This is the second large dust devil to be imaged by HiRISE during the northern spring season on Mars.
Dust devils become increasingly common on the Red Planet during this time of year, when more direct sunlight and longer days means warmer air temperatures near the ground. Rising columns of warm air spiral upwards, just as they do on Earth, easily carrying the fine Martian soil aloft. Unlike Earth, though, the atmosphere above the ground is much less dense and thus rapidly rising air can achieve impressive heights.
BIG PIC: Dust Devil Spotted Whirling Across Mars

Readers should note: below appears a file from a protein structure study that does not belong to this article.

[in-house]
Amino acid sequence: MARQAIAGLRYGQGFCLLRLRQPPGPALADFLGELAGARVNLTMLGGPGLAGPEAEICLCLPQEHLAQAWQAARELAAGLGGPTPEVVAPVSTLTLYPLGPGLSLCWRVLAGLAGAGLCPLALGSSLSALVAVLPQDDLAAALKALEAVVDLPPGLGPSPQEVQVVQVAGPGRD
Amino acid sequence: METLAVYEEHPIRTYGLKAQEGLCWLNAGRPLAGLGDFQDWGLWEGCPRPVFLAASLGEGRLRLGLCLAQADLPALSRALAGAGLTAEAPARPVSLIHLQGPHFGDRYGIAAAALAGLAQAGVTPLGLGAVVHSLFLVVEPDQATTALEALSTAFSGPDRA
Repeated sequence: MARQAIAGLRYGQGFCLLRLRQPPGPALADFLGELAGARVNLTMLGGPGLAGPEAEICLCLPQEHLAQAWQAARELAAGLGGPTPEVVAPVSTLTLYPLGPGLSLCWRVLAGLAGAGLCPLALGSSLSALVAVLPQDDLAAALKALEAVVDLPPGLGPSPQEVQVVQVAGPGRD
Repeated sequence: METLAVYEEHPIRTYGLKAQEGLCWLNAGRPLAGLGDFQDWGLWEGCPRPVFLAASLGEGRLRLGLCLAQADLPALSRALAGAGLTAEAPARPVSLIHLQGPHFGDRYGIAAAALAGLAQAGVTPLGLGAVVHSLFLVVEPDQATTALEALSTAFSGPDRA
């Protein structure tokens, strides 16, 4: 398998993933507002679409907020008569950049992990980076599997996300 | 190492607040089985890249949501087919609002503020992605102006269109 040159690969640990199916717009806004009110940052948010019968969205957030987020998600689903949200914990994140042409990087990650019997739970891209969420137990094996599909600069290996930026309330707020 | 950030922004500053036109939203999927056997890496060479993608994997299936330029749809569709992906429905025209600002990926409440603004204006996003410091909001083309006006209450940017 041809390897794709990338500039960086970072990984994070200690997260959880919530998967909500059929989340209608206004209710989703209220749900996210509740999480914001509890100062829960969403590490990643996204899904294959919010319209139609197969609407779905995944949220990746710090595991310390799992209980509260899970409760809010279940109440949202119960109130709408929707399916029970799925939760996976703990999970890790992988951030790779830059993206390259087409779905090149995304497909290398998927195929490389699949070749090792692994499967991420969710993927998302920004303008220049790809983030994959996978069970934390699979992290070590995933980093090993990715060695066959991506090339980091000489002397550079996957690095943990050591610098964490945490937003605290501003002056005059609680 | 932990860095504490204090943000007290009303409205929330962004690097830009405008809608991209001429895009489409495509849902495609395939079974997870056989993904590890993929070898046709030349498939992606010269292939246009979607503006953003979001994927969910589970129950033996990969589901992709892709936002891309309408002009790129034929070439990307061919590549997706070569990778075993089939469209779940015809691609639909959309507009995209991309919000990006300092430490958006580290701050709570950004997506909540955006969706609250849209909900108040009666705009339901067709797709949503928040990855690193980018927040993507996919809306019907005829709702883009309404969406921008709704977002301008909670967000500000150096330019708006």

The dust devils themselves hitch a ride on the Martian wind, often leaving meandering tracks in their wake.
Even though the air is incredibly thin on Mars, dust devils have proven themselves very handy on more than one occasion at cleaning dust off the Spirit rover's solar panels. Click here to see a Spirit's-eye-view animation of dust devils in action!
So what would happen if you were caught in the path of one of these Martian twisters? Find out at the HiRISE page here.